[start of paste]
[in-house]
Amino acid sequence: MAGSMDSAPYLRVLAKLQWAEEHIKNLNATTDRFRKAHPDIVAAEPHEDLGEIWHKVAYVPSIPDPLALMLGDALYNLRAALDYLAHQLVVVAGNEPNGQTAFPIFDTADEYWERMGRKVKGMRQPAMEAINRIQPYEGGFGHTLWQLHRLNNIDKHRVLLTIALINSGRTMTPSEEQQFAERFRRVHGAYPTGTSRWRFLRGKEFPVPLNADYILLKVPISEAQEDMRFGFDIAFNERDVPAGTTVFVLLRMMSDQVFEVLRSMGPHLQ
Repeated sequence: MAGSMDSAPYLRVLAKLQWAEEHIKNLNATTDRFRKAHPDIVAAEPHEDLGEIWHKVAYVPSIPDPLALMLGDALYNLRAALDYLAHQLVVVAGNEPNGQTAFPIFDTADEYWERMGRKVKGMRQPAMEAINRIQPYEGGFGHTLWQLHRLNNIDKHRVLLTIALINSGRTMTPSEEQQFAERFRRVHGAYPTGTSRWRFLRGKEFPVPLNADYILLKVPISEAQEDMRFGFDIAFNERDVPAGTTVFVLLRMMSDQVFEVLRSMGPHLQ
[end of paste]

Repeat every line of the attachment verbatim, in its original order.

[in-house]
Amino acid sequence: MAGSMDSAPYLRVLAKLQWAEEHIKNLNATTDRFRKAHPDIVAAEPHEDLGEIWHKVAYVPSIPDPLALMLGDALYNLRAALDYLAHQLVVVAGNEPNGQTAFPIFDTADEYWERMGRKVKGMRQPAMEAINRIQPYEGGFGHTLWQLHRLNNIDKHRVLLTIALINSGRTMTPSEEQQFAERFRRVHGAYPTGTSRWRFLRGKEFPVPLNADYILLKVPISEAQEDMRFGFDIAFNERDVPAGTTVFVLLRMMSDQVFEVLRSMGPHLQ
Repeated sequence: MAGSMDSAPYLRVLAKLQWAEEHIKNLNATTDRFRKAHPDIVAAEPHEDLGEIWHKVAYVPSIPDPLALMLGDALYNLRAALDYLAHQLVVVAGNEPNGQTAFPIFDTADEYWERMGRKVKGMRQPAMEAINRIQPYEGGFGHTLWQLHRLNNIDKHRVLLTIALINSGRTMTPSEEQQFAERFRRVHGAYPTGTSRWRFLRGKEFPVPLNADYILLKVPISEAQEDMRFGFDIAFNERDVPAGTTVFVLLRMMSDQVFEVLRSMGPHLQ